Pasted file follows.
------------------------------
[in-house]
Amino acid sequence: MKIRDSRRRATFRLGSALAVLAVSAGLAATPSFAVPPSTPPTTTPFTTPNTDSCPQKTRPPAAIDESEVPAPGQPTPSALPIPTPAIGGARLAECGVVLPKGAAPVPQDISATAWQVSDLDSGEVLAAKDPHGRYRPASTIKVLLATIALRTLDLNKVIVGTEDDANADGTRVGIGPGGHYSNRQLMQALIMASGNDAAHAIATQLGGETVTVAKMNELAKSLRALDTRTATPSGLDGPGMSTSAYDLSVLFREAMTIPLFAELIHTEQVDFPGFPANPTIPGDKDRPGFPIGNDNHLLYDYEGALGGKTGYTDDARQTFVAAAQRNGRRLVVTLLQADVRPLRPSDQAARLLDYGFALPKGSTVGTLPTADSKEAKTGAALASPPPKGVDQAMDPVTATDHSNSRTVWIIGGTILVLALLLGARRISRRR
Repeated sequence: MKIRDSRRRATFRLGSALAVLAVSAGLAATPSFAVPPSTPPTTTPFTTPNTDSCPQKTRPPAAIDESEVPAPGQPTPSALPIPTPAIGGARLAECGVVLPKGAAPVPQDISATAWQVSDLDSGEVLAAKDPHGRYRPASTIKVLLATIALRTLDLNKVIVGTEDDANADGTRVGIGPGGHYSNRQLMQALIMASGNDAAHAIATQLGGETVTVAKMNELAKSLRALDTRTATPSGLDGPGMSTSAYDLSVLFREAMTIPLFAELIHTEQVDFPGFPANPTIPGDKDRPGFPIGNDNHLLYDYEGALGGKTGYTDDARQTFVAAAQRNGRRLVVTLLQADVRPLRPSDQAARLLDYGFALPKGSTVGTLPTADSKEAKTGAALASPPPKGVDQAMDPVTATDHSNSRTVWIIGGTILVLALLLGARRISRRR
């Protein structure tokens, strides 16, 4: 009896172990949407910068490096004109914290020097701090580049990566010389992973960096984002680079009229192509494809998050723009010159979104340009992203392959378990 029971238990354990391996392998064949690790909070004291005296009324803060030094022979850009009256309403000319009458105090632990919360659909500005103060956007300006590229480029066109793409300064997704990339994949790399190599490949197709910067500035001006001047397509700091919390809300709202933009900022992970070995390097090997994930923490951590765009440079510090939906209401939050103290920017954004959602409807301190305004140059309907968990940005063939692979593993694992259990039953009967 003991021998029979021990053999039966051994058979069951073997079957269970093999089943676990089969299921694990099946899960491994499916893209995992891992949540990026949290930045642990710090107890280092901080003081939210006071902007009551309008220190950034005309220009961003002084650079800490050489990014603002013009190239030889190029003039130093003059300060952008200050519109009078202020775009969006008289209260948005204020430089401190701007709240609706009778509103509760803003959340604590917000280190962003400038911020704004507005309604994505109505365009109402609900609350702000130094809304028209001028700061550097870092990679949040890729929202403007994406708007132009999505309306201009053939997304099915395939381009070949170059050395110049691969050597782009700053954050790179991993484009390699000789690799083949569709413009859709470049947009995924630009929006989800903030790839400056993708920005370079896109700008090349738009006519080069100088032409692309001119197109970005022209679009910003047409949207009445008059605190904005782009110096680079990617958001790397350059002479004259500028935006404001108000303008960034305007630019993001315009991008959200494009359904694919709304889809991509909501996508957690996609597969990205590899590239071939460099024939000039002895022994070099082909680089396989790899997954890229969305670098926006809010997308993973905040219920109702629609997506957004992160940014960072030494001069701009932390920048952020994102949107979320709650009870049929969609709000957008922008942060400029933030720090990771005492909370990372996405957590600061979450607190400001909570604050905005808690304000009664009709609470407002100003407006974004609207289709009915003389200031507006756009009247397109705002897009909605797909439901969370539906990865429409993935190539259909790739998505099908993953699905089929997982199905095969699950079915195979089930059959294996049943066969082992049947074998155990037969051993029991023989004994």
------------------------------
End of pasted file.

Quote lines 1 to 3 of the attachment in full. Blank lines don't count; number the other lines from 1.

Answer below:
[in-house]
Amino acid sequence: MKIRDSRRRATFRLGSALAVLAVSAGLAATPSFAVPPSTPPTTTPFTTPNTDSCPQKTRPPAAIDESEVPAPGQPTPSALPIPTPAIGGARLAECGVVLPKGAAPVPQDISATAWQVSDLDSGEVLAAKDPHGRYRPASTIKVLLATIALRTLDLNKVIVGTEDDANADGTRVGIGPGGHYSNRQLMQALIMASGNDAAHAIATQLGGETVTVAKMNELAKSLRALDTRTATPSGLDGPGMSTSAYDLSVLFREAMTIPLFAELIHTEQVDFPGFPANPTIPGDKDRPGFPIGNDNHLLYDYEGALGGKTGYTDDARQTFVAAAQRNGRRLVVTLLQADVRPLRPSDQAARLLDYGFALPKGSTVGTLPTADSKEAKTGAALASPPPKGVDQAMDPVTATDHSNSRTVWIIGGTILVLALLLGARRISRRR
Repeated sequence: MKIRDSRRRATFRLGSALAVLAVSAGLAATPSFAVPPSTPPTTTPFTTPNTDSCPQKTRPPAAIDESEVPAPGQPTPSALPIPTPAIGGARLAECGVVLPKGAAPVPQDISATAWQVSDLDSGEVLAAKDPHGRYRPASTIKVLLATIALRTLDLNKVIVGTEDDANADGTRVGIGPGGHYSNRQLMQALIMASGNDAAHAIATQLGGETVTVAKMNELAKSLRALDTRTATPSGLDGPGMSTSAYDLSVLFREAMTIPLFAELIHTEQVDFPGFPANPTIPGDKDRPGFPIGNDNHLLYDYEGALGGKTGYTDDARQTFVAAAQRNGRRLVVTLLQADVRPLRPSDQAARLLDYGFALPKGSTVGTLPTADSKEAKTGAALASPPPKGVDQAMDPVTATDHSNSRTVWIIGGTILVLALLLGARRISRRR